Oscilla Power, in collaboration with academic institutions such as the Advanced Structures and Composites Center (ASCC) at the University of Maine and the Maine Maritime Academy, has deployed a 1:6 scale prototype of its 1 MW Triton-C wave energy converter in open waters off the east coast of the United States.
Wave energy converter put to the test on the high seas
The goal of these tests is to evaluate the payload and survivability of the device on a large scale in a real ocean environment. Oscilla Power plans to use the results to improve the engineering design of the 1 MW Triton-C, scheduled for launch this year.
A fundamental purpose of this evaluation is to validate the device’s ability to withstand extreme weather conditions , as taking advantage of an anticipated submersible capability will provide the Triton-C with the necessary resistance to even the most adverse waves. Additionally, these tests will serve as a tool for the company to make accurate projections about the power that the full-scale system will generate in various wave conditions.
Tim Mundon, chief technology officer at Oscilla Power, said: “While we have excellent design and computer-driven simulations, there is no substitute for running the unit at its own pace in a real operating environment. Through partnership with Maine Maritime Academy and the University of Maine, we are able to complete these tests to validate our assumptions and numerical models to ensure our commercial production unit is performing as designed. This is a critical milestone in the design”.
With nearly thirty years of dedication to research and development, ASCC led the structural design and construction of a submerged concrete ring intended to serve as a lifting platform for the device. Likewise, the ASCC has provided support in obtaining permits, deployment, supervision and dismantling of the project.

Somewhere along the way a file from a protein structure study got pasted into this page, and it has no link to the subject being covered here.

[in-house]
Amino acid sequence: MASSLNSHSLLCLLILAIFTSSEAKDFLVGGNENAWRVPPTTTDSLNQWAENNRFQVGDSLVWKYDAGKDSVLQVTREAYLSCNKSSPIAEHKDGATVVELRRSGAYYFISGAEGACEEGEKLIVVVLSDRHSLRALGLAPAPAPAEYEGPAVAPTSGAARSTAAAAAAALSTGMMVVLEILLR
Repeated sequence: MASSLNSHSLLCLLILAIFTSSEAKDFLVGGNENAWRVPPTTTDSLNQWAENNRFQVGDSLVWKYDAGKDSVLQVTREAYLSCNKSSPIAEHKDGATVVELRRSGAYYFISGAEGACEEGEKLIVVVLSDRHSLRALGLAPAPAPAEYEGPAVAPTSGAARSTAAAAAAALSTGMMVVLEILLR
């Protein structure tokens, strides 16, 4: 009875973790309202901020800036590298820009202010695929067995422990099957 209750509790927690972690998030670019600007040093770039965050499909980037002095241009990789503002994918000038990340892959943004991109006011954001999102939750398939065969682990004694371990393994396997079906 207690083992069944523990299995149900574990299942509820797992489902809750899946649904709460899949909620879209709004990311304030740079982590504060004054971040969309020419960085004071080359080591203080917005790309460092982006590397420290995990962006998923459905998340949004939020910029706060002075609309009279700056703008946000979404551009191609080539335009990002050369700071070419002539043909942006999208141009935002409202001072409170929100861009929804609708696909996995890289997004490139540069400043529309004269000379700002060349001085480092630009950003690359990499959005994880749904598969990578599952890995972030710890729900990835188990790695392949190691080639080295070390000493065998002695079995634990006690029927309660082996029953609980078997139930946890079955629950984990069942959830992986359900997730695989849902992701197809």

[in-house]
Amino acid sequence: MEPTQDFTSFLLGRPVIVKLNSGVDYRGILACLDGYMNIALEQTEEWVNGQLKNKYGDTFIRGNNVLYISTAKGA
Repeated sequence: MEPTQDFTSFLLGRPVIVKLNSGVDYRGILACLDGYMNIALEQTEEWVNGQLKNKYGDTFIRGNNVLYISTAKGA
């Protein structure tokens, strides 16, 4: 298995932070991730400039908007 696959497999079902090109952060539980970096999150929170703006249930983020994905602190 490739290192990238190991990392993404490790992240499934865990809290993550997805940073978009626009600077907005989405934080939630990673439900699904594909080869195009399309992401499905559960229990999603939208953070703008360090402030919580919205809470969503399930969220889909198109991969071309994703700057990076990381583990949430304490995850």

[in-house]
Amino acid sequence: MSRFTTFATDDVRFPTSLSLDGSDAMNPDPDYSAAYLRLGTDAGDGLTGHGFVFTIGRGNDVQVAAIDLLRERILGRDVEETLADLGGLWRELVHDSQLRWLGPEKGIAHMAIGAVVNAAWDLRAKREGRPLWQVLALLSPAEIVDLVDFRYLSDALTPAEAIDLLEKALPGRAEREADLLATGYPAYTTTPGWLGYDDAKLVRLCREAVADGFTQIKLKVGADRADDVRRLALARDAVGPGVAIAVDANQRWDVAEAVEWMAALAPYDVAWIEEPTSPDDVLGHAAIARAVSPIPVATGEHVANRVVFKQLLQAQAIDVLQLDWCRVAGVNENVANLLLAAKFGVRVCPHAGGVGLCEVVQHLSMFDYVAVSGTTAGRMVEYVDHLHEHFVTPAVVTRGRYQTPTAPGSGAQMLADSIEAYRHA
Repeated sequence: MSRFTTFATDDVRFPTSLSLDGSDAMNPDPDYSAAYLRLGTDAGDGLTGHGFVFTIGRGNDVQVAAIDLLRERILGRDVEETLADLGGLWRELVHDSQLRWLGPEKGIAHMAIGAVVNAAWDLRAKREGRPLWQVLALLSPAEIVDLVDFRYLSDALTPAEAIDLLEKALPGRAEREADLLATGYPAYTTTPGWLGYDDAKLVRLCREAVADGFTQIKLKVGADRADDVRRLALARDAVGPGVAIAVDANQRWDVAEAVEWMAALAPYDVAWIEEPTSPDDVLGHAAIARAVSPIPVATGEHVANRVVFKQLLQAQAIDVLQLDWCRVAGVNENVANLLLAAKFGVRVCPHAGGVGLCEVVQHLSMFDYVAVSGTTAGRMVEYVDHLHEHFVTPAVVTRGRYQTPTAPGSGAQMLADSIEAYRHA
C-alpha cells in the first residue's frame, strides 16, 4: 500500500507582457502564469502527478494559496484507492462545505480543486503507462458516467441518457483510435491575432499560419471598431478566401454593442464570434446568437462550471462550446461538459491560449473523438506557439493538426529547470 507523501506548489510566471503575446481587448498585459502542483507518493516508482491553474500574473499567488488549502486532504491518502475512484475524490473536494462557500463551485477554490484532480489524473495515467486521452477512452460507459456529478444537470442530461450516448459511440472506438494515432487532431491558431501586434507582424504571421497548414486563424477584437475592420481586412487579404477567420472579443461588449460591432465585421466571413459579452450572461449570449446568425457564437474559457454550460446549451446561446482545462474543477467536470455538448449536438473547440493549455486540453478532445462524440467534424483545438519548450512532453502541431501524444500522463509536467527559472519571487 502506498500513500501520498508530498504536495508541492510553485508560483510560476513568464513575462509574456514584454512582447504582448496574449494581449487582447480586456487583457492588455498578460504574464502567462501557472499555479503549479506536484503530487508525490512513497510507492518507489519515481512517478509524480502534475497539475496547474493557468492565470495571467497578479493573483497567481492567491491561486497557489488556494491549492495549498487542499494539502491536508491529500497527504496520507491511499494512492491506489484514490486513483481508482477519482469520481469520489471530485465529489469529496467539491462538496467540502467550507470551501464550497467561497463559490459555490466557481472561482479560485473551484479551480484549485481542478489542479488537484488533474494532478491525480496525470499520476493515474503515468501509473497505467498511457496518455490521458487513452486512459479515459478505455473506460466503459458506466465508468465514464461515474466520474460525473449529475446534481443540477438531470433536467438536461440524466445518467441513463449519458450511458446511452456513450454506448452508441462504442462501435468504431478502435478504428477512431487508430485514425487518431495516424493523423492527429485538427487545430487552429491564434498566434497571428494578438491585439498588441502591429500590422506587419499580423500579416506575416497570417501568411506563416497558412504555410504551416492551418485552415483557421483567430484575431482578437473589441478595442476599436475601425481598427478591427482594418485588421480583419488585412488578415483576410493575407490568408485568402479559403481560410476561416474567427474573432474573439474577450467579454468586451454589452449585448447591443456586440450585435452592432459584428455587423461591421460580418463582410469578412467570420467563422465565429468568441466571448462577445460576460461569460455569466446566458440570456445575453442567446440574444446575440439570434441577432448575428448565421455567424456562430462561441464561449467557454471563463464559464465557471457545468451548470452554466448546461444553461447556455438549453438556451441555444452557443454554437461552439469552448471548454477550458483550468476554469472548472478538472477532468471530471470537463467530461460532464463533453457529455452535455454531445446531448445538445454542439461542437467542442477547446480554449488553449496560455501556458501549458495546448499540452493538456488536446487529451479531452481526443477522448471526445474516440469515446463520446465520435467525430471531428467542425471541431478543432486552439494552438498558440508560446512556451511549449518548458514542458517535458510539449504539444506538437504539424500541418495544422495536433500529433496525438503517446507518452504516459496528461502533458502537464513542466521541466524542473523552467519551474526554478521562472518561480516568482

Notably, this technology represents the fourth time it has demonstrated and studied technologies at the Castine location.
“We are pleased to support Oscilla Power in the design and fabrication of the wave energy converter hull at the UMaine Center for Composites and Advanced Structures. This deployment marks an important step to help develop local sources of clean energy and local jobs”said Anthony Viselli, deputy director of ocean energy and engineering at the ASCC.
Importantly, the U.S. Department of Energy’s (DOE) Water Power Technologies Office has consistently supported Oscilla Power, as well as the wave energy industry as a whole. DOE representatives were present during the project launch.
Jennifer Garson, director of the U.S. Department of Energy’s Water Power Technologies Office, said: “Marine energy technologies hold tremendous promise for providing clean, reliable energy to remote and coastal communities, as well as for offshore jobs. It is exciting to see Oscilla Power test the scale prototype of its Triton-C wave energy converter in real-world conditions and take an important step towards realizing the potential of marine energy.”.
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